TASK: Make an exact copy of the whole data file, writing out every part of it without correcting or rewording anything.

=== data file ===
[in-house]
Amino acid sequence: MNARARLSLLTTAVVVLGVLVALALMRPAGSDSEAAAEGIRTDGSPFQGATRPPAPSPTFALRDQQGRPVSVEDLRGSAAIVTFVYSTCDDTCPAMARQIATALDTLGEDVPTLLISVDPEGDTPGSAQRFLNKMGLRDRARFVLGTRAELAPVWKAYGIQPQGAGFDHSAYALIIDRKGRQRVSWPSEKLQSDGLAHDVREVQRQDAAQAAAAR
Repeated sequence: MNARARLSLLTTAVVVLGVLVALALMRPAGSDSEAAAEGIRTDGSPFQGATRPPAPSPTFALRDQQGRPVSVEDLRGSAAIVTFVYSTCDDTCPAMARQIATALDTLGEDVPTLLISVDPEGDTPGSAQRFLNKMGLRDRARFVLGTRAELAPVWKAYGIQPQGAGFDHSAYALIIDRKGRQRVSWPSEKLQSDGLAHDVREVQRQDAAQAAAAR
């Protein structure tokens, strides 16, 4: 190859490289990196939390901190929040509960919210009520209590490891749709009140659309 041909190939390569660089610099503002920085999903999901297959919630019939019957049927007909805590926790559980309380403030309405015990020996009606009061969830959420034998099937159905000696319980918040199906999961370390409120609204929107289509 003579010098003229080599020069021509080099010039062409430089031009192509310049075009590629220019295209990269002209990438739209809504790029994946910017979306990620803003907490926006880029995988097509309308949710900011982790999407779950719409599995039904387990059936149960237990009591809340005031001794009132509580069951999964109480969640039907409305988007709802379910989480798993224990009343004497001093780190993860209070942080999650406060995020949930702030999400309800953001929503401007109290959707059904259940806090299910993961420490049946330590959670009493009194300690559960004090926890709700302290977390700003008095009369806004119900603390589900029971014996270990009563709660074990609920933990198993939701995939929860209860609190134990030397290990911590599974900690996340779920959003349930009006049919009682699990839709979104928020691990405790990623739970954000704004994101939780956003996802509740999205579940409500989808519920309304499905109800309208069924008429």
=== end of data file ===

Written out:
[in-house]
Amino acid sequence: MNARARLSLLTTAVVVLGVLVALALMRPAGSDSEAAAEGIRTDGSPFQGATRPPAPSPTFALRDQQGRPVSVEDLRGSAAIVTFVYSTCDDTCPAMARQIATALDTLGEDVPTLLISVDPEGDTPGSAQRFLNKMGLRDRARFVLGTRAELAPVWKAYGIQPQGAGFDHSAYALIIDRKGRQRVSWPSEKLQSDGLAHDVREVQRQDAAQAAAAR
Repeated sequence: MNARARLSLLTTAVVVLGVLVALALMRPAGSDSEAAAEGIRTDGSPFQGATRPPAPSPTFALRDQQGRPVSVEDLRGSAAIVTFVYSTCDDTCPAMARQIATALDTLGEDVPTLLISVDPEGDTPGSAQRFLNKMGLRDRARFVLGTRAELAPVWKAYGIQPQGAGFDHSAYALIIDRKGRQRVSWPSEKLQSDGLAHDVREVQRQDAAQAAAAR
């Protein structure tokens, strides 16, 4: 190859490289990196939390901190929040509960919210009520209590490891749709009140659309 041909190939390569660089610099503002920085999903999901297959919630019939019957049927007909805590926790559980309380403030309405015990020996009606009061969830959420034998099937159905000696319980918040199906999961370390409120609204929107289509 003579010098003229080599020069021509080099010039062409430089031009192509310049075009590629220019295209990269002209990438739209809504790029994946910017979306990620803003907490926006880029995988097509309308949710900011982790999407779950719409599995039904387990059936149960237990009591809340005031001794009132509580069951999964109480969640039907409305988007709802379910989480798993224990009343004497001093780190993860209070942080999650406060995020949930702030999400309800953001929503401007109290959707059904259940806090299910993961420490049946330590959670009493009194300690559960004090926890709700302290977390700003008095009369806004119900603390589900029971014996270990009563709660074990609920933990198993939701995939929860209860609190134990030397290990911590599974900690996340779920959003349930009006049919009682699990839709979104928020691990405790990623739970954000704004994101939780956003996802509740999205579940409500989808519920309304499905109800309208069924008429």